However, police response to these demonstrations became increasingly repressive, with national flags being confiscated and certain songs prohibited. Students soon began voicing opposition to unfair treatment by the police and flaws in Taiwan’s Parade and Assembly Act.

Around 400 students gathered in front of the Cabinet building and held a sit-in calling for a number of actionable items:

  1. A public apology from President Ma and Vice President Liu Chao-hsuan (劉兆玄)
  2. The resignation of the National Police Agency ­Director-­General and National Security Bureau Director
  3. A review and amendment of the Parade and Assembly Act.

Other sit-ins began taking place around Taiwan over the following days. Minor amendments to the Parade and Assembly Act were implemented, but ultimately, the movement’s demands were not fully met.

Nevertheless, this event proved once again that the youth could quickly mobilize and organize events to express their concern towards political issues that arise.

By 2014, Ma’s pro-China policies began losing their attractiveness as the nation’s economy became increasingly dependent on China. Many Taiwanese became worried that the nation would soon be unified economically with the communist country.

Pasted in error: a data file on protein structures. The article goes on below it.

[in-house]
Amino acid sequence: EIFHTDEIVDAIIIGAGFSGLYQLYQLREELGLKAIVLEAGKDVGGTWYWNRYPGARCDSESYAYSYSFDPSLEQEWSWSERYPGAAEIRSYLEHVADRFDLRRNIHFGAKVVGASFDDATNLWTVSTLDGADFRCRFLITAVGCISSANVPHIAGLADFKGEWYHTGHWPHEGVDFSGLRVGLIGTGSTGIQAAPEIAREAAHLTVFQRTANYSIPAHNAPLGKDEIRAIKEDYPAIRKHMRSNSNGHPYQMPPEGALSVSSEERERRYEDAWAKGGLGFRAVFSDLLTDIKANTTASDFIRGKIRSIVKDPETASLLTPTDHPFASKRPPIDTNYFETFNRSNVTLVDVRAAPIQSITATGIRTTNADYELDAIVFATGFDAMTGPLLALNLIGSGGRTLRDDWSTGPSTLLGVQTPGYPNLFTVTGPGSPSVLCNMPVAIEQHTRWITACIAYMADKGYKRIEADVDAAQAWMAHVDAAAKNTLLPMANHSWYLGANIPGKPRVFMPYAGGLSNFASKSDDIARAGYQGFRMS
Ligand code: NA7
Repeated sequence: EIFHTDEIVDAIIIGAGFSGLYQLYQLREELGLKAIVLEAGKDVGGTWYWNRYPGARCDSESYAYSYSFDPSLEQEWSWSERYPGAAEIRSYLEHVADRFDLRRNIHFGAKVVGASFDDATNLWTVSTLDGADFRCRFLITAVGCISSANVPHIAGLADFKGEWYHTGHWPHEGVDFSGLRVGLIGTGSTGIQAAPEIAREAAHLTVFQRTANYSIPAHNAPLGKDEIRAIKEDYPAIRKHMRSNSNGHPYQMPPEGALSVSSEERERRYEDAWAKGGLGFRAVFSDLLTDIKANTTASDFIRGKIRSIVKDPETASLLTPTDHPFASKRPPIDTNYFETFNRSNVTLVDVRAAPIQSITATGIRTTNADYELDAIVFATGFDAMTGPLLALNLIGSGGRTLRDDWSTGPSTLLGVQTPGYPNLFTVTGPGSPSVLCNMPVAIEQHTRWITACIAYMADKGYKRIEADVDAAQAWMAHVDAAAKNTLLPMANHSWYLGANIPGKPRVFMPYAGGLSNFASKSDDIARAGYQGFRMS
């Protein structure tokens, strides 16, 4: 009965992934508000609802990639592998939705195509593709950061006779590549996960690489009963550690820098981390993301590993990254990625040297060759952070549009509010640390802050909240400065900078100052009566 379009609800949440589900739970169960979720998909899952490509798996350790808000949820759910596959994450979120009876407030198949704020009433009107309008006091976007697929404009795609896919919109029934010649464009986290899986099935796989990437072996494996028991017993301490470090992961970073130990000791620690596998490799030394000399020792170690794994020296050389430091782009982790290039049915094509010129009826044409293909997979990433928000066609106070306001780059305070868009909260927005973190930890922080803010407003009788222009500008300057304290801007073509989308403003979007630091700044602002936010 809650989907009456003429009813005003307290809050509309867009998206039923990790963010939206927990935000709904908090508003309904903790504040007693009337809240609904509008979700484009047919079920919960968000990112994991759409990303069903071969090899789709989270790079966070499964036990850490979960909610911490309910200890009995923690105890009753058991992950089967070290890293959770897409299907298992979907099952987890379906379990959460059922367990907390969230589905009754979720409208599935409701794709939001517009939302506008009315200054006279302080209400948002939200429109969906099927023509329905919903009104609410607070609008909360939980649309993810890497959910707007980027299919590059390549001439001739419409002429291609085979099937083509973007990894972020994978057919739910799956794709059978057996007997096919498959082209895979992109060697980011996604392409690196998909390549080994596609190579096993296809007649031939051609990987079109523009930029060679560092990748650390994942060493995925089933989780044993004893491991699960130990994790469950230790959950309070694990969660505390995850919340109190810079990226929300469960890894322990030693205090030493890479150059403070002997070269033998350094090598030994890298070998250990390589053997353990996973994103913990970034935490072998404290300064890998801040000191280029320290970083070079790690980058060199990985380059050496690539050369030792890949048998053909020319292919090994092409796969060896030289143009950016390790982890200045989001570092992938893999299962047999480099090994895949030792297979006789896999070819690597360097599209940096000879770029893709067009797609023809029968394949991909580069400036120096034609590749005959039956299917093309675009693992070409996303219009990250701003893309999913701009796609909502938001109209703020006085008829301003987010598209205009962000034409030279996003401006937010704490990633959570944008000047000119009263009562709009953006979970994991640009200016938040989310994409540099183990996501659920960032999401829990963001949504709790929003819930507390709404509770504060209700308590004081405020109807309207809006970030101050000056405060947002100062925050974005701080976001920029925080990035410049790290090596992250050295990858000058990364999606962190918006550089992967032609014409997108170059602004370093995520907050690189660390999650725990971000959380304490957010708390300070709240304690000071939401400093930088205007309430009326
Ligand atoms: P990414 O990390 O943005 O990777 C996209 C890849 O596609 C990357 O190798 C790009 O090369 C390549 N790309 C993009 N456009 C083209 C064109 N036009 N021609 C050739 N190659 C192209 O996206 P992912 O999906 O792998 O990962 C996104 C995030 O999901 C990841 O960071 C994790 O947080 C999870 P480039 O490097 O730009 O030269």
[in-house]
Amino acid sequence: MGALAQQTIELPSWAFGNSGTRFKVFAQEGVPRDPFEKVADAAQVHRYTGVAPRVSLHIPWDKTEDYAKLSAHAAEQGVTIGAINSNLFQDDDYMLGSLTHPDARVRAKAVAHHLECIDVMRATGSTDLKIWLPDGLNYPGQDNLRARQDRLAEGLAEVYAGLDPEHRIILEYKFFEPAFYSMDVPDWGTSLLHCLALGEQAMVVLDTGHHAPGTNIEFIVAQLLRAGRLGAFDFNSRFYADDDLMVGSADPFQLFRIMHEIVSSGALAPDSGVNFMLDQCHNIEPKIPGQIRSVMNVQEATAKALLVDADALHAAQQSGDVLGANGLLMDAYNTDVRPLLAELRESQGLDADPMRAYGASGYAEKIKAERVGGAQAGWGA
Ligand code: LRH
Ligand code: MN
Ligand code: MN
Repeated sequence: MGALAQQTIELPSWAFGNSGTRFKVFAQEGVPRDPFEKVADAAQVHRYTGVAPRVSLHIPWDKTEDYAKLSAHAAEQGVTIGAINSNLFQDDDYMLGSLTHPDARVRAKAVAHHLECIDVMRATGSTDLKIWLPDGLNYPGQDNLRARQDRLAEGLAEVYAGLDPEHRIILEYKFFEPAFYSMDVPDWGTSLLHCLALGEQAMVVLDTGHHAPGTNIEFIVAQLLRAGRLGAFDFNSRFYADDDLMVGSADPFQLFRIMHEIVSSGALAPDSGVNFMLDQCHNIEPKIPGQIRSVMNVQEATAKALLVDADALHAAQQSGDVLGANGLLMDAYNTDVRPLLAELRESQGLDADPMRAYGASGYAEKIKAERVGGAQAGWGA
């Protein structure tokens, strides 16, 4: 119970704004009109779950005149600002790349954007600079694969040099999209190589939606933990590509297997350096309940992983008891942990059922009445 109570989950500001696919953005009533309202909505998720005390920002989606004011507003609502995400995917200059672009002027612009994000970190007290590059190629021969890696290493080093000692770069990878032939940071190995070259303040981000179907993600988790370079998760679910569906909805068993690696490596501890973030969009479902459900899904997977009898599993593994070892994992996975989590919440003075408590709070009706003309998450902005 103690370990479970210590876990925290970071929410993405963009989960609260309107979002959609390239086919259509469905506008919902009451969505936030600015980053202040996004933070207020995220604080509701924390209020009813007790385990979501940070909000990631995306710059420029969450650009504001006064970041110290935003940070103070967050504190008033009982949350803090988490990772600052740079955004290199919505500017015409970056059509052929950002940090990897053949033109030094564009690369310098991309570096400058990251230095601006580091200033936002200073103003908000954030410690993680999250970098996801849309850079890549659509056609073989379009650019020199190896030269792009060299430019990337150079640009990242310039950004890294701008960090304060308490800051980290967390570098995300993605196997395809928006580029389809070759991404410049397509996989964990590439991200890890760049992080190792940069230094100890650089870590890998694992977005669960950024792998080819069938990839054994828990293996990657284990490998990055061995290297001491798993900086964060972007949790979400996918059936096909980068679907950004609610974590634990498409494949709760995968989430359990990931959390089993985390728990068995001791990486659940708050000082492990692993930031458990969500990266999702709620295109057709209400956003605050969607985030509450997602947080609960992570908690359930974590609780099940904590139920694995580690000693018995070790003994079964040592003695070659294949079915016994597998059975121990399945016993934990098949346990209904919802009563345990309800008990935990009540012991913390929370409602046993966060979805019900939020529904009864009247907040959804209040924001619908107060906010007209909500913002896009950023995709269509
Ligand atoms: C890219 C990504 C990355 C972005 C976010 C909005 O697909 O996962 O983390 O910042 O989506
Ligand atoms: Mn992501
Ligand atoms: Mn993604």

However, it was not until the Kuomintang’s (KMT) attempt to rush the ratification of the Cross-Strait Service Trade Agreement (CSSTA) on March 18 of that year — which was aimed at liberalizing trade in services between Taipei and Beijing — that things came to a head. The following night, a large group of students and other protestors broke into the Legislative Yuan to voice opposition to the KMT’s suspiciously opaque method of trying to pass the CSSTA, demanding the agreement be nixed.

To everyone’s surprise, the occupation of the government building lasted for nearly a month after waves of supporters contributed to the movement, filling up neighboring streets. Students worked together to broadcast their grievances across the nation and all over the world.

On March 30, hundreds of thousands of people gathered at Ketagalan Boulevard to protest the CSSTA. Finally, on April 10, the students left the building after the Legislative Speaker Wang Jin-pyng (王金平) paid a visit to the parliamentary chamber and pledged to postpone review of the trade pact until better monitoring of cross-strait agreements had been established.